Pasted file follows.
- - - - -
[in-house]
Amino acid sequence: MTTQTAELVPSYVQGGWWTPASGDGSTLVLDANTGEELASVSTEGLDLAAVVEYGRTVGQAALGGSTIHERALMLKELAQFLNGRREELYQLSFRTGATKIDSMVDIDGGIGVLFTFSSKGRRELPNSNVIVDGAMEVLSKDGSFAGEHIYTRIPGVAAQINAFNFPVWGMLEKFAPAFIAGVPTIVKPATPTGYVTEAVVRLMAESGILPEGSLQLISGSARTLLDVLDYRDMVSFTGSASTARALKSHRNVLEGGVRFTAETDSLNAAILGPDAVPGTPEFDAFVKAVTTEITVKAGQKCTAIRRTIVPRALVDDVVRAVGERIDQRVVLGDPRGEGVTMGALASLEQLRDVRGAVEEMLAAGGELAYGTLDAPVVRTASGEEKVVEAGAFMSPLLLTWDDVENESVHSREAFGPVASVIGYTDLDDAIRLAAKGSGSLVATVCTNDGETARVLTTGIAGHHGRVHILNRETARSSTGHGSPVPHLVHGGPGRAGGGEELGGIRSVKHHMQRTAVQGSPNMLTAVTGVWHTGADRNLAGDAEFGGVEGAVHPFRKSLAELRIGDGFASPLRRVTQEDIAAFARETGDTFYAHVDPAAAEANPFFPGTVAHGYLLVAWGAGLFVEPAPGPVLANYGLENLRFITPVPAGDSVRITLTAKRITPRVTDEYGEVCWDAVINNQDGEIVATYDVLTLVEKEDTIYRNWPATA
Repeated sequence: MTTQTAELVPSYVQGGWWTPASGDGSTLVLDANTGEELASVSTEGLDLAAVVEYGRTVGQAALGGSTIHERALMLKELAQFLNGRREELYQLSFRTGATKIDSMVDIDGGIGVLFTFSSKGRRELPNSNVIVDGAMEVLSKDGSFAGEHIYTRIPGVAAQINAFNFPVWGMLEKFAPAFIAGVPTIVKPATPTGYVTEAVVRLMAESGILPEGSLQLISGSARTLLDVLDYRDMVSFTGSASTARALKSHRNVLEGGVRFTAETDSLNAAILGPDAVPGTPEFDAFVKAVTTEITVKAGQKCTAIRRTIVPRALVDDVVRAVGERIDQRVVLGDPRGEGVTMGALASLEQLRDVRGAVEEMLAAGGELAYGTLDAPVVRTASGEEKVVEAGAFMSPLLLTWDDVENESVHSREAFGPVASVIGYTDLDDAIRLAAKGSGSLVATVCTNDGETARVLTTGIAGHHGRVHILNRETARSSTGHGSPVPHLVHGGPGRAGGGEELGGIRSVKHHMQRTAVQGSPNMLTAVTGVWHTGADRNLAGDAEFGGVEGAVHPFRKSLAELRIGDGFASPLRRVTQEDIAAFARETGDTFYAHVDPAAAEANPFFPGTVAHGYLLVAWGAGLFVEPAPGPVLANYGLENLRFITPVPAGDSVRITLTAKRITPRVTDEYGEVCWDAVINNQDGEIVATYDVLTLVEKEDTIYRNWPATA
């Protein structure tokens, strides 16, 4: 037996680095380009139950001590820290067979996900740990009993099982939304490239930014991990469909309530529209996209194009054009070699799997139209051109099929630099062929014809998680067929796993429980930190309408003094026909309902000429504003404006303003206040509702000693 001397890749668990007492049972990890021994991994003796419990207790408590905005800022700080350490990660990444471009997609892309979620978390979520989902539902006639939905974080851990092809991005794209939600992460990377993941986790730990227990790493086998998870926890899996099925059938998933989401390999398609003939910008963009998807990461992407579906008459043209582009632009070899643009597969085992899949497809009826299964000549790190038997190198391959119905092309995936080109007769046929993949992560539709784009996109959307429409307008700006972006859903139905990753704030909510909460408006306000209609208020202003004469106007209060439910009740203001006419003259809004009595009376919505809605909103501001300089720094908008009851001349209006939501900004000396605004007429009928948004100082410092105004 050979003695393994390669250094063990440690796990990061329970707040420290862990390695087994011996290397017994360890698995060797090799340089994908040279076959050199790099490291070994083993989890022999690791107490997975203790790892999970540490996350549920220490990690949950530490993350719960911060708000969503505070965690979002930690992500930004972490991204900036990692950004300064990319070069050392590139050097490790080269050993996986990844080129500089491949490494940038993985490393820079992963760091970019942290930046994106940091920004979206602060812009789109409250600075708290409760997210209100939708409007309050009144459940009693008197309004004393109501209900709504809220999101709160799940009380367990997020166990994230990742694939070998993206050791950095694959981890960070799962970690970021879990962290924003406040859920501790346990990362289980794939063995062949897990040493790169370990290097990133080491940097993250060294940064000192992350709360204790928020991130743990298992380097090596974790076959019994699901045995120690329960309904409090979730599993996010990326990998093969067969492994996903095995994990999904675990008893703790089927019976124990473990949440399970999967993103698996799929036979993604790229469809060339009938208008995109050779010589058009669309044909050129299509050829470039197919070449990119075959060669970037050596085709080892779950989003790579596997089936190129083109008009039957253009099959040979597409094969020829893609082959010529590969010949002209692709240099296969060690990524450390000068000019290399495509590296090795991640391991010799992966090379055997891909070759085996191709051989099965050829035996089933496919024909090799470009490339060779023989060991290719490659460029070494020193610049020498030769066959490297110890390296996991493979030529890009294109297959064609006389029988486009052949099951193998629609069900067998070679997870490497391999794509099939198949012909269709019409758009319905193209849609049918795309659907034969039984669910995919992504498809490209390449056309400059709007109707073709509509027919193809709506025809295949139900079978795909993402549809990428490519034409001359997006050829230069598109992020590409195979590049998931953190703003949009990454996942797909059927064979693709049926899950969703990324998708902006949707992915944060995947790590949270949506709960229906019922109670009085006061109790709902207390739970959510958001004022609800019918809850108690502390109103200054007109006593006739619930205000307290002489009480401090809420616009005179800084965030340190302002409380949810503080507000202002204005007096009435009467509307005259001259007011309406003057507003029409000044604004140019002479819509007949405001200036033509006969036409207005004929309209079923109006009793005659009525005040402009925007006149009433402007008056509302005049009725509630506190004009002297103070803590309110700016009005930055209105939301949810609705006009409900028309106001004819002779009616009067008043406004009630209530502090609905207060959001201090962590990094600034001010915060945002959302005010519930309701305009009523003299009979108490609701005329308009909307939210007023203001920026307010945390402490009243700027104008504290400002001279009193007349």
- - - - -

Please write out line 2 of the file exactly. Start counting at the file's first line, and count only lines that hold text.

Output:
Amino acid sequence: MTTQTAELVPSYVQGGWWTPASGDGSTLVLDANTGEELASVSTEGLDLAAVVEYGRTVGQAALGGSTIHERALMLKELAQFLNGRREELYQLSFRTGATKIDSMVDIDGGIGVLFTFSSKGRRELPNSNVIVDGAMEVLSKDGSFAGEHIYTRIPGVAAQINAFNFPVWGMLEKFAPAFIAGVPTIVKPATPTGYVTEAVVRLMAESGILPEGSLQLISGSARTLLDVLDYRDMVSFTGSASTARALKSHRNVLEGGVRFTAETDSLNAAILGPDAVPGTPEFDAFVKAVTTEITVKAGQKCTAIRRTIVPRALVDDVVRAVGERIDQRVVLGDPRGEGVTMGALASLEQLRDVRGAVEEMLAAGGELAYGTLDAPVVRTASGEEKVVEAGAFMSPLLLTWDDVENESVHSREAFGPVASVIGYTDLDDAIRLAAKGSGSLVATVCTNDGETARVLTTGIAGHHGRVHILNRETARSSTGHGSPVPHLVHGGPGRAGGGEELGGIRSVKHHMQRTAVQGSPNMLTAVTGVWHTGADRNLAGDAEFGGVEGAVHPFRKSLAELRIGDGFASPLRRVTQEDIAAFARETGDTFYAHVDPAAAEANPFFPGTVAHGYLLVAWGAGLFVEPAPGPVLANYGLENLRFITPVPAGDSVRITLTAKRITPRVTDEYGEVCWDAVINNQDGEIVATYDVLTLVEKEDTIYRNWPATA